Conservation | Fishing | Travel | TROUT Magazine

The Pecos is fishing great … for now

The lifeblood of the Village of Pecos, the Pecos River flows through public and private lands in a narrow canyon flanked by in aspen, Gambel oak, and mixed conifer. The Pecos boasts a fun salmon fly hatch in early summer, and I love how spooky the fish are in autumn, when elk bugles echo, the banks blaze with yellow cottonwoods, and the water resembles the air above, cold, clear and sprinkled with tiny mayflies.  

Like countless thousands, I learned to fish on this river. Even after the Santa Fe real estate boom and the consequent rise in the number of anglers on the banks, the Pecos remains my trusted friend, generous, and honest. By now I’ve learned that I never fish there alone anymore; my childhood is always my companion. 

Back then, when I used to slake my thirst by drinking straight from the river, I was unaware that the upper Pecos Canyon (Terrero) had been mined in the 20s and 30s. I didn’t know that the road from Terrero to Cowles had been graveled with mine tailings, or that such beautiful and natural-looking rivers are generally capable of producing bigger fish than the Pecos was known for. Large fish were rare in the 70s and 80s, for they could only grow so big before they died. I was almost 30 years old before I heard the term “toxic leachate.” 

Remediation of the Terrero site, though imperfect, has definitely improved the Pecos River. The paving of the road and the containment of the tailings led to recovery of insect populations, more and bigger trout, and happier anglers including day-trippers and guided clients.  

Alas, our honeymoon may be a short one. Last week we learned that Terrero could be mined again, this time by Comexico LLC, a subsidiary of Australia-based New World Cobalt. The company has applied for a permit to conduct exploratory drilling on the Santa Fe National Forest in hopes of finding promising deposits of precious minerals in what has always been one of New Mexico’s most popular public recreation areas. 

The fabled Pecos River. Photos by Toner Mitchell.

It’s the latest in the trend of mining corporations trying to open shop in what the greater public views as treasures. Like the proposed Pebble Mine in Alaska’s Bristol Bay watershed, this Pecos project makes no sense. Pecos Canyon traffic, already slow, will increase. Noise and dust will be factors, as will road construction and the location of tailings piles. Even as impacts of past mining continue to be an issue, seepage from renewed mining will need to be contained, but in an overstocked forest vulnerable to high-intensity wildfire and a post-fire flooding.  

How will Comexico guarantee that its operations won’t dump pollution into the Pecos? It can’t, and it knows it can’t, and it knows that we know it can’t. Mining companies understand by now that their promises of enduring environmental safety and economic prosperity will be measured against their poor track record for keeping such promises. The companies will proceed anyway, because that’s what they do.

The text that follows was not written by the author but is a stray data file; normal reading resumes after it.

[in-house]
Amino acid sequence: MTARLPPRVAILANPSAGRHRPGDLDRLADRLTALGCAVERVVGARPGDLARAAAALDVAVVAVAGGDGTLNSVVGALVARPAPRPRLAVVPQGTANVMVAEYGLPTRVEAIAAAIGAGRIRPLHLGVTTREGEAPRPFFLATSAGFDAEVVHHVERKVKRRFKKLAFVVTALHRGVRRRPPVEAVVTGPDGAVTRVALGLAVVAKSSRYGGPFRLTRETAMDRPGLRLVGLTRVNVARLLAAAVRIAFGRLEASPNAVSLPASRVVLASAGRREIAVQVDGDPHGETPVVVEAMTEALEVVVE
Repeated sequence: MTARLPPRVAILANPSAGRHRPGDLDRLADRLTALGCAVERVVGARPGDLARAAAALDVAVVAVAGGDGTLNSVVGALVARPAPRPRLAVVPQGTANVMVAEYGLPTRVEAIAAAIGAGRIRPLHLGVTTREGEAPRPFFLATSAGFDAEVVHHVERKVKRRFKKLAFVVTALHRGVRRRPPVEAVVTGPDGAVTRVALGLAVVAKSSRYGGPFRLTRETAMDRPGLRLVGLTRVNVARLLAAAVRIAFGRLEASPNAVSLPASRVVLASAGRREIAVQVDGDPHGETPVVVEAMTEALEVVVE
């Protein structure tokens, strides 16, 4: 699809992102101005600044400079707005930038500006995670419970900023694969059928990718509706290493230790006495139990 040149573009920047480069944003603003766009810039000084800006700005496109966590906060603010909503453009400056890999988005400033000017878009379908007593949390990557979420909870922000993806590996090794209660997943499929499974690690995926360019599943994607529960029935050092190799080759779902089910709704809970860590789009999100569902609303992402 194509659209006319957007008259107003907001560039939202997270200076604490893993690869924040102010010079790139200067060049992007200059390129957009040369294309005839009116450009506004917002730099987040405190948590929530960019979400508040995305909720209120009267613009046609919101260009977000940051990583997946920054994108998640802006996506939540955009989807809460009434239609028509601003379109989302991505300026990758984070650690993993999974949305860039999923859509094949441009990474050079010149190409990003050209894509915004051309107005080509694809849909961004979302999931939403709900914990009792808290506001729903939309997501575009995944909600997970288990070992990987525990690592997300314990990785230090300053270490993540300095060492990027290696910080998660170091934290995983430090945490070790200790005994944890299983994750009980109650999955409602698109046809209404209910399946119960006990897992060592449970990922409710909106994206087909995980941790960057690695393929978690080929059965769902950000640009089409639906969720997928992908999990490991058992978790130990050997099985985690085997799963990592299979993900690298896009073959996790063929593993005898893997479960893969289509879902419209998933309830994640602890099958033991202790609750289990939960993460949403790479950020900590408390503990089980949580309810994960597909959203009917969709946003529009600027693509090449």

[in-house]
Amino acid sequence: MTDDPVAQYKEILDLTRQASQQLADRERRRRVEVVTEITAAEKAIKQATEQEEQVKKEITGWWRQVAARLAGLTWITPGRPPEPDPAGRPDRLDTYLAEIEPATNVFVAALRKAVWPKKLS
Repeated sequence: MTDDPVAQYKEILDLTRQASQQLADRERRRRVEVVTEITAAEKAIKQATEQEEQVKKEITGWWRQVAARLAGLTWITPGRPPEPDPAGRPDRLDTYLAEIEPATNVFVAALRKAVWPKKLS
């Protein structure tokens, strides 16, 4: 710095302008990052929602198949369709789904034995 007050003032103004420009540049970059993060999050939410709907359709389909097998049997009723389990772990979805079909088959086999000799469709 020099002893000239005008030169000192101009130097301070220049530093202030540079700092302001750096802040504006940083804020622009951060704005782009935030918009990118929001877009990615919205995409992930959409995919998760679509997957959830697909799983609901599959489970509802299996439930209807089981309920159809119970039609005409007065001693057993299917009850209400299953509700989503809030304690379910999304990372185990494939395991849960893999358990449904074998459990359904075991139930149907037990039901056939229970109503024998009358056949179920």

In recent years, the Village of Pecos has devoted considerable energy to beefing up tourism capacity in its corner of San Miguel County. In the long-term interest of local hunting, camping, farming, and fishing, the Upper Pecos Watershed Association (UPWA) has developed a Watershed Based Management Plan in order to protect and improve water quality in the river and its tributaries. The plan identifies projects throughout the watershed, several of which have already implemented by UPWA and its partners. 

At the state level, the New Mexico Environment Department worked with UPWA to develop this plan. The state legislature created and funded the Pecos Canyon State Park, another UPWA initiative. And in the 2019 session, the legislature also created the New Mexico Outdoor Economy Division, to enhance and develop the state’s recreational assets and to attract businesses involved in outdoor recreation. Given the massive scale of New Mexico’s existing outdoor economy, such initiatives promise more jobs, new businesses and sales tax revenues. 

In Albuquerque and Santa Fe, where approximately one quarter of New Mexicans live, leaders have spent decades (and millions of dollars) promoting the state’s unique scenery and outdoor lifestyle, filling hotels, restaurants, and art galleries. Along with fishing, they’ve sold hunting, skiing, rafting, hot air balloon rides, opera tickets, along with billions of dollars in real estate.  

For its fishing alone, the Pecos River is responsible for much of this growth.  

Perhaps naively, I continue to be amazed when mining companies foist their own economic visions upon communities and expect to be taken seriously. They’re bringing in jobs, they say, regardless of how few those jobs may be in comparison to preexisting ones, or how mining jobs will only last as long as ore yields and prices hold up. Or how, in the context of the jobs that New Mexico, the surrounding region, and the Village of Pecos are already planning to create through decisions based on existing and planned infrastructure, mining jobs will be subtractive. 

The apparent response from a mining company based on another continent? “You are free to take ownership of your economic destiny, leveraging American public lands and the natural resources they contain. Until we decide that you’re not.” 

Toner Mitchell is the water and habitat coordinator for TU in New Mexico. He lives and works in Santa Fe.